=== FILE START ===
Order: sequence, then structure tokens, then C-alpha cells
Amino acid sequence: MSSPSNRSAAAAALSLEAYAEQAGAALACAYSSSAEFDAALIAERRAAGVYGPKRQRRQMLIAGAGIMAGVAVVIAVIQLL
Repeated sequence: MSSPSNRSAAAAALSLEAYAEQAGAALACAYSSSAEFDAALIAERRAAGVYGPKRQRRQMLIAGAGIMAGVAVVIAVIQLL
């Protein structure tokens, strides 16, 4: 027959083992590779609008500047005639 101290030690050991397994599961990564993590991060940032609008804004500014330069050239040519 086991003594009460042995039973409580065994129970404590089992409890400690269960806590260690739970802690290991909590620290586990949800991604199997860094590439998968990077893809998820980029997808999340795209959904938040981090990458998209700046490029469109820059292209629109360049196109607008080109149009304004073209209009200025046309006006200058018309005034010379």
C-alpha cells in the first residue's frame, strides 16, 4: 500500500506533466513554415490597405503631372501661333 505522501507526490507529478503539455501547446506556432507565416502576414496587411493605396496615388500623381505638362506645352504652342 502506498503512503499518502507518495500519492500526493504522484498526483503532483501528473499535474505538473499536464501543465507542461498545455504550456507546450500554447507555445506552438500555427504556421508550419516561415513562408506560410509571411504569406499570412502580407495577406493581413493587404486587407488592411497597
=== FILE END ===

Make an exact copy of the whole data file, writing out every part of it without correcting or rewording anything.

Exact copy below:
Order: sequence, then structure tokens, then C-alpha cells
Amino acid sequence: MSSPSNRSAAAAALSLEAYAEQAGAALACAYSSSAEFDAALIAERRAAGVYGPKRQRRQMLIAGAGIMAGVAVVIAVIQLL
Repeated sequence: MSSPSNRSAAAAALSLEAYAEQAGAALACAYSSSAEFDAALIAERRAAGVYGPKRQRRQMLIAGAGIMAGVAVVIAVIQLL
């Protein structure tokens, strides 16, 4: 027959083992590779609008500047005639 101290030690050991397994599961990564993590991060940032609008804004500014330069050239040519 086991003594009460042995039973409580065994129970404590089992409890400690269960806590260690739970802690290991909590620290586990949800991604199997860094590439998968990077893809998820980029997808999340795209959904938040981090990458998209700046490029469109820059292209629109360049196109607008080109149009304004073209209009200025046309006006200058018309005034010379």
C-alpha cells in the first residue's frame, strides 16, 4: 500500500506533466513554415490597405503631372501661333 505522501507526490507529478503539455501547446506556432507565416502576414496587411493605396496615388500623381505638362506645352504652342 502506498503512503499518502507518495500519492500526493504522484498526483503532483501528473499535474505538473499536464501543465507542461498545455504550456507546450500554447507555445506552438500555427504556421508550419516561415513562408506560410509571411504569406499570412502580407495577406493581413493587404486587407488592411497597